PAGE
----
(C) GIZ
Waste treatment

Water Utilities for Climate Mitigation // Energy-efficient Pumps for Climate Mitigation in Madaba, Jordan

By Mohammad Almalla. The governorate of Madaba, Jordan receives its drinking water from the Hidaan wells which are more than 400m lower located that the inhabited areas. Consequently, more than 70% of the energy in the Miyahuna Water Company is used to lift the water. The WaCCliM project assessed together with the University of Jordan the energy efficiency of the supply network. With new retrofitted pumps the energy savings exceed 1000 tons CO2 per year.

Jordan is one of the world’s most water-scarce countries and water shortages are likely to get worse over the coming years as shown in current scenarios of Climate Change. Furthermore, energy consumption accounts for around 73% of Jordan’s national greenhouse gas (GHG) emissions and the water sector consumes about 15% of total electricity in the country. The energy is mostly imported and generated by burning fossil fuels, which is not only an economic but also an environmental burden. Each kWh of electricity consumed in Jordan is equivalent to about 0.65kg of carbon dioxide (CO2) emitted to the environment.

The Hidaan wells are the main source of drinking water in the governorate of Madaba, providing water to 200,000 people living in this area (Madaba governorate is located 35km south from Jordan’s capital Amman). In order to convey the water to the beneficiaries, Miyahuna Water Company needs to pump the water from an altitude of 330m a.s.l. to elevations of 750 - 800m a.s.l. This complies large pumping stations that require huge amounts of energy.

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The intersectoral linkage between water, food and energy is of major importance to ensuring water and food security, sustainable agriculture as well as energy production worldwide: The water, energy and food nexus approach brings along inextricable connections between these critical domains. In a world with an increasing demand for freshwater, energy and food driven by population growth, economic development and climate change, both efficient water supply and water treatment is indispensable. These intersectoral challenges are being addressed in the frame of the global project “Water and Wastewater Companies for Climate Mitigation” (WaCCliM):

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Together with the Miyahuna Water Company, WaCCliM assessed GHG emissions and energy efficiency in cooperation with the University of Jordan, using the innovative “Energy Performance and Carbon Emissions Assessment and Monitoring Tool” (ECAM). The assessment of Madaba’s urban water cycle indicated that 71% of the emissions resulting from the energy-intensive water supply.

The study devised options for the alleviation of emissions, such as the retrofitting of the pumps, which are currently installed at Madaba’s main water reservoir. The pumps suffer from low efficiency and high losses, resulting in high-energy consumption. Therefore, WaCCliM contributed to the replacement of old pumps, which will save energy and avoid emissions of more than 1000 tons of CO2eqper year. Regarding the Water-Energy-Food nexus, the efficiency measures by WaCCliM can help to save water and energy. Moreover, the WaCCliM approach comprises strategies to improve the water treatment processes in Jordan, concurrently supporting food security by efficiently reusing water.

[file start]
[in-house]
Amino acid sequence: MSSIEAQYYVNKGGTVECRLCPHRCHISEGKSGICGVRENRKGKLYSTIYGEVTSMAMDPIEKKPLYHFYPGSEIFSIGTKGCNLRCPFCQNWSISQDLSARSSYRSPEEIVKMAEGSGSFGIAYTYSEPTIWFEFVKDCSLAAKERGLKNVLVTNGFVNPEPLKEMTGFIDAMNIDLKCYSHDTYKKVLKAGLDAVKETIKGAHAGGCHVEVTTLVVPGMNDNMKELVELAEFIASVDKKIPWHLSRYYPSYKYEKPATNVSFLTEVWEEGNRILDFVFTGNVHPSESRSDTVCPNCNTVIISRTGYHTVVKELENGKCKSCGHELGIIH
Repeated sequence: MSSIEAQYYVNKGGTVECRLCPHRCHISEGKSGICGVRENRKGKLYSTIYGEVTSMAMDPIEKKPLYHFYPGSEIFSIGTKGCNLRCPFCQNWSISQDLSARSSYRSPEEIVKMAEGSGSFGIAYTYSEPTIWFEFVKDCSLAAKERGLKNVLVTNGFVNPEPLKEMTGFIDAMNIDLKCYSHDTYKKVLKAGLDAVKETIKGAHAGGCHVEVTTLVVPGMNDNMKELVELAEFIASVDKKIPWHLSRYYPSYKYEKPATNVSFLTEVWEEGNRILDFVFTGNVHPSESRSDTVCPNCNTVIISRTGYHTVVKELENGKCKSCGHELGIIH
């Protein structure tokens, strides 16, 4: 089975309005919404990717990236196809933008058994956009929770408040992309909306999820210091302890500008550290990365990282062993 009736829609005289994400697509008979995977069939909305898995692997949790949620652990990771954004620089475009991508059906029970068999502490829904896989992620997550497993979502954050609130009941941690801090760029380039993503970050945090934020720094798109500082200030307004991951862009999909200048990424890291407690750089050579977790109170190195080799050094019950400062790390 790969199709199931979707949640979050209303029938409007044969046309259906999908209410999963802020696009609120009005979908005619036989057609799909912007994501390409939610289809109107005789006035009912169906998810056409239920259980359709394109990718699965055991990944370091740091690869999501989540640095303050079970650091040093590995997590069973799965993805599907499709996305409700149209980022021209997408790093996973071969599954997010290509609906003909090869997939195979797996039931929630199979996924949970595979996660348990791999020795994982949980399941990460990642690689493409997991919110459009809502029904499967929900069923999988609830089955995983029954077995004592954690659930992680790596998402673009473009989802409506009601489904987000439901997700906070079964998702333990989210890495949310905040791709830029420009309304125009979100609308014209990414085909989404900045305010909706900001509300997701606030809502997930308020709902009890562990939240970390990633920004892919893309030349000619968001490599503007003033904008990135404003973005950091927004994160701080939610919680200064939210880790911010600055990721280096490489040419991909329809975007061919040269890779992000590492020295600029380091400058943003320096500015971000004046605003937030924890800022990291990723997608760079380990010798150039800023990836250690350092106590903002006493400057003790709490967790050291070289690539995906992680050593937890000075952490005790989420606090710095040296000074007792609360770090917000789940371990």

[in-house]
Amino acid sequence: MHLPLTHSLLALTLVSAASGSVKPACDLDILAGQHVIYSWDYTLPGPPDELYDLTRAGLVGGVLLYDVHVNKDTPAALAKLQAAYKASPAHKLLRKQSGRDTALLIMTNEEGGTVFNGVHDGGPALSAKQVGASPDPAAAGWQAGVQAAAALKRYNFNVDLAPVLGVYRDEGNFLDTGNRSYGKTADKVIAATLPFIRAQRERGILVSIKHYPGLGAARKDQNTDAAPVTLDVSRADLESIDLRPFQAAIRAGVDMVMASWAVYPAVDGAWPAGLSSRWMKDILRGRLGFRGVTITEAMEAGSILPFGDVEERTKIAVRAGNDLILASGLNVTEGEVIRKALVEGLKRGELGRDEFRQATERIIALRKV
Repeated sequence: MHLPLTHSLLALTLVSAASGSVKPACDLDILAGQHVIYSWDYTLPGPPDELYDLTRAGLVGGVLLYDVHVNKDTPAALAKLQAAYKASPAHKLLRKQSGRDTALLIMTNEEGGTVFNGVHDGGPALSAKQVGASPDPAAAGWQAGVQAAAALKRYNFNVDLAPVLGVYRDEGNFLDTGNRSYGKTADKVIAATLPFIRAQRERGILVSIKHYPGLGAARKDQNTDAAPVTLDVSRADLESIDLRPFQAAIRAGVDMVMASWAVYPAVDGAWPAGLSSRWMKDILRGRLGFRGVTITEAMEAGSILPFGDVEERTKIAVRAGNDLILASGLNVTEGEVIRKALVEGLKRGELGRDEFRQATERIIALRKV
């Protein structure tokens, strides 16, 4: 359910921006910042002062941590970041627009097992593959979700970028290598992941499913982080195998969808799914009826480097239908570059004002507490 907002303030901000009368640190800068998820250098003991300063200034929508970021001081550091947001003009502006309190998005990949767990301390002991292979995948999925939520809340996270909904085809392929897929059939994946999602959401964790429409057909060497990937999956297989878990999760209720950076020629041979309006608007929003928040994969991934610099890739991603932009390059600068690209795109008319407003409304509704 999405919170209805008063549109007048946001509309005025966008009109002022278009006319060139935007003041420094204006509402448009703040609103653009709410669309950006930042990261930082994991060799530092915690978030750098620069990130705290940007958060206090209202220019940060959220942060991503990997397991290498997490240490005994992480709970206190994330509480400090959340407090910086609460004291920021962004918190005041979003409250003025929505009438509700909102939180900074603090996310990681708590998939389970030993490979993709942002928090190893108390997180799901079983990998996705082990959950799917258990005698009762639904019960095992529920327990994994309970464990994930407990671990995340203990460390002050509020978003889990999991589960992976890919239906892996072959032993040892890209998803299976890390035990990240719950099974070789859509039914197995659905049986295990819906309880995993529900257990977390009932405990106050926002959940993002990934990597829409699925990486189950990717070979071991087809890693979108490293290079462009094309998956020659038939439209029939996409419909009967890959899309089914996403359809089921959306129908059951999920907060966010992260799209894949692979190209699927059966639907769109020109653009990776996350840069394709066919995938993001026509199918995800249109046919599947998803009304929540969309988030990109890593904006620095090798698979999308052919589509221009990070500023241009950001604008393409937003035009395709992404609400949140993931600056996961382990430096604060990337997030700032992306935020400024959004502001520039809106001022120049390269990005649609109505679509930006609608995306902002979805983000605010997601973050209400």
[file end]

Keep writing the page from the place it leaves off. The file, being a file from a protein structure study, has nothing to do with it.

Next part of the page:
Further reading

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Ecosystems / WEFE Nexus

Journal Paper // A Decision Support Tool to Enhance Agricultural Growth in the Mékrou River Basin (West Africa)

By Angel Udiasa, Marco Pastoria, Céline Dondeynaza, Cesar Carmona Moreno, Abdou Ali, Luigi Cattaneo, Javier Cano. This paper describes the implementation of E-Water, an open software Decision Support System (DSS), designed to help local managers assess the Water Energy Food Environment (WEFE) nexus. E-Water aims at providing optimal management solutions to enhance food crop production at river basin level. The DSS was applied in the transboundary Mékrou river basin, shared among Benin, Burkina...

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Climate Change

Review Article // Climate Change Adaptation through the Water-Energy-Food Nexus in Southern Africa

By Sylvester Mpandeli, Dhesigen Naidoo, Tafadzwanashe Mabhaudhi, Charles Nhemachena, Luxon Nhamo, Stanley Liphadzi, Sithabile Hlahla and Albert T. Modi. Climate change is a complex and cross-cutting problem that needs an integrated and transformative systems approach to respond to the challenge. This review highlights climate change impacts on water, energy, and food resources in southern Africa, while exploring mitigation and adaptation opportunities. The review further recommends strategies to...

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Policy Papers

Resource Use Efficiency under Growing Natural Resource Scarcity // Research Guide for Water-Energy-Food Nexus Analysis

By Claudia Ringler, Md. Hossain Alam Mondal, Helen Berga Paulos, Alisher Mirzabaev, Clemens Breisinger, Manfred Wiebelt, Khalid Siddig, Grace Villamor, Tingju Zhu, Elizabeth Bryan. Insights from “The Water-Energy-Food Nexus: Global, Basin and Local Case Studies of Resource Use Efficiency under Growing Natural Resource Scarcity” project.

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